I first met Paul Guris, owner of See Life Paulagics, fittingly enough, on a pelagic trip out of Freeport, New York in February of 2006. It was my first pelagic trip, we nearly swept the east coast alcids, we saw a Western Gull, and I had a great time. Paul is a great trip leader, an often hilarious character, and a member of the repeat winners of the World Series of Birding, the Nikon/DVOC Lagerhead Shrikes. Here he shares the story of how he became, um, interested in an odd part of the birding world. Enjoy!
Corey contacted me a few months back and asked if I’d like to do a guest post. Seems that “Poop Week” was coming up and he had admired (REALLY?) my Crappy Bird Pics gallery on FaceBook. “Uuuuuh, sher” was my pithy and clever reply, followed by “What do you want me to write?” All he asked was for a description of my “obsession with pooping birds.”
First, I’d like to set the record straight. I do not have an “obsession”. I prefer to think of it as rank opportunism. I also toss in a good healthy dose of juvenile amusement. I love South Park, Family Guy, and Robot Chicken, and if you know those shows then they should be more than enough explanation for that last sentence.
Now that we’ve got the record straight, it’s time to review a bit of history. Everybody with a drug addiction had an enabler, and my rather recent love of bird photography is no different. Andy Curtis is a buddy of mine, and he was into photography before me. On a fateful day less than two years ago, Andy, me, and my wife Anita were birding southern Delaware. Andy was clicking off a few snaps with his Nikon D80. Anita asked the innocent question, “How do you like that camera for birds?”
His reply was to hand her the camera. I can just imagine the words that were flowing through his head. “Yeah. Go ahead. Trrrryyyy it. It’ll make you feel good.” A Forster’s Tern flew by, Anita made the camera go “click” and she was hooked. Becoming an instant enabler herself, she immediately said, “Paul, you have to try this!”
By October we both had brand spankin’ new Nikon D90s. And two new Nikkor 70-300mm lenses. And a general purpose lens. And then an 80-400mm lens. And then a macro. And then… Oh, yeah. We got it real bad. (Andy was in the process of upgrading as well.) To further freebase the photography drug into our systems, we had our cameras for less than a month when the Cape May Ivory Gull appeared. It flew, it sat, it fed, and it preened, and all soooooo close. Any chance of finding our way back up into the realm of sanity was dashed for good.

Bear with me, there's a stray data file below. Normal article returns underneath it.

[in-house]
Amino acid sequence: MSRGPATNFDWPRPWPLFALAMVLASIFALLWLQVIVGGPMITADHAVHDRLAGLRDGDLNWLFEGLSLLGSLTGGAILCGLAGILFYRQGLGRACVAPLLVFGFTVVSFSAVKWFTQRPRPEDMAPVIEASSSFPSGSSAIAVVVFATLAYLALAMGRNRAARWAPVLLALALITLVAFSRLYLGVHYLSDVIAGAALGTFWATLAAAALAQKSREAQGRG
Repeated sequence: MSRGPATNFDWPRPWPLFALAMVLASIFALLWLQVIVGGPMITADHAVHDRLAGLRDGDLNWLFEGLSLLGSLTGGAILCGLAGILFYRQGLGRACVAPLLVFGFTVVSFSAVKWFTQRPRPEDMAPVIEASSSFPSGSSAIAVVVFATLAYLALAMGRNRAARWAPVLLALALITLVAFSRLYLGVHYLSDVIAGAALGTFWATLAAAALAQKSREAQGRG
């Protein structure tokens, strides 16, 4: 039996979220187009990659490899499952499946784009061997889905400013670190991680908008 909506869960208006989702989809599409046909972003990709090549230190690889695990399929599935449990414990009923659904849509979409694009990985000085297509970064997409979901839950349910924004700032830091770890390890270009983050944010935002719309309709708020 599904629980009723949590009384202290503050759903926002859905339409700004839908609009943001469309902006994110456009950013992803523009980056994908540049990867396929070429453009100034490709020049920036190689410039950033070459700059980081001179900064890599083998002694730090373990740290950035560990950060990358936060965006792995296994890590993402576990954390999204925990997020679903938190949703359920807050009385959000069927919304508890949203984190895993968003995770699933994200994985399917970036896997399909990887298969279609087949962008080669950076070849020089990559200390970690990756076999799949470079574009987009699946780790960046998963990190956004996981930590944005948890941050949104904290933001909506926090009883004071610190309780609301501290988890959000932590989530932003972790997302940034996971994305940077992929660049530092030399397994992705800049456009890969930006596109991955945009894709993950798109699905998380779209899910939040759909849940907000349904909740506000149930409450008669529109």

So now you know that Andy introduced us to bird photography, but it turns out he was also the inspiration for my Crappy Bird Pics gallery. There’s a great quote from the very foul comedian Jim Norton that I can’t quite remember, but goes something like “You know that one friend you have that doesn’t have boundaries, which is probably why you like him in the first place?” For me, Andy is that friend. And after a few months of trading very nice photographs, Andy proudly sent me an “action” photo of some bird expelling an earlier meal. That’s what friends are for, right?
Now all of this might seem innocent enough, but being the red-blooded American male that I am, i.e. I’ve held onto at least part of my adolescence like it was a life sustaining force (review favorite shows above), I had to retaliate. One night I’m going through my photos and find one that has captured a bombing Brant. I immediately think of Andy. Post-processing as quickly as I can, I create a JPEG and quickly send it off to him. And there it might have ended, except that Andy likes all the same shows that I do meaning this can’t end well. Hell, it means it can’t end at all! What followed from him was a photo of a Double-crested Cormorant (included here for your viewing pleasure) in full fire hose display.
The photos flying back and forth continued almost as quickly as they were taken. It actually added a new dimension to my photography (as pathetic as that sounds). When I was photographing an Osprey nest in the Outer Banks, I watched one of the young birds climbing to the edge of the nest. I smelled, er, sensed an opportunity! Waiting patiently as it backed up, I hoped to seize the right moment and capture the imminent fecal fireworks. I hoped, I judged, I reacted, and I pressed the shutter release button down as hard as I could. The result speaks for itself (also included here for your viewing pleasure).
I now have 10 photos in my Crappy Bird Pics gallery of 9 different species. I was particularly pleased with the Ruby-throated Hummingbird, and the fact that I managed to rack up Glaucous, Iceland, and Lesser Black-backed Gulls on my pelagics. Now if I can just get a killer midstream Northern Gannet on one of those trips, I’ll probably print it out in poster size and tape it to the inside of Andy’s storm door in the middle of the night.
Hmmmm. Interesting how things start to become clearer when you write about them. OK, I really don’t feel like editing this so to all of you who have read this far, you can mentally go back up to the start of the post and remove what I said about this not being an obsession.
Poop Week is a week of themed posts on 10,000 Birds that cover the intersection of poop and birding, a fertile precinct if there ever was one. Rather than just discuss the horror of a pigeon dropping droppings on someone’s head we decided to really get down the nitty-gritty details of poop, to the point where it is squishing up between our toes. Not only is Poop Week a fascinating way to spend seven days in June it is also a serious attempt to elevate the level of discourse in the bird blogosphere, which, as we all have no choice but to admit, is far too low. Enjoy, and make sure to wipe up afterwards, would you?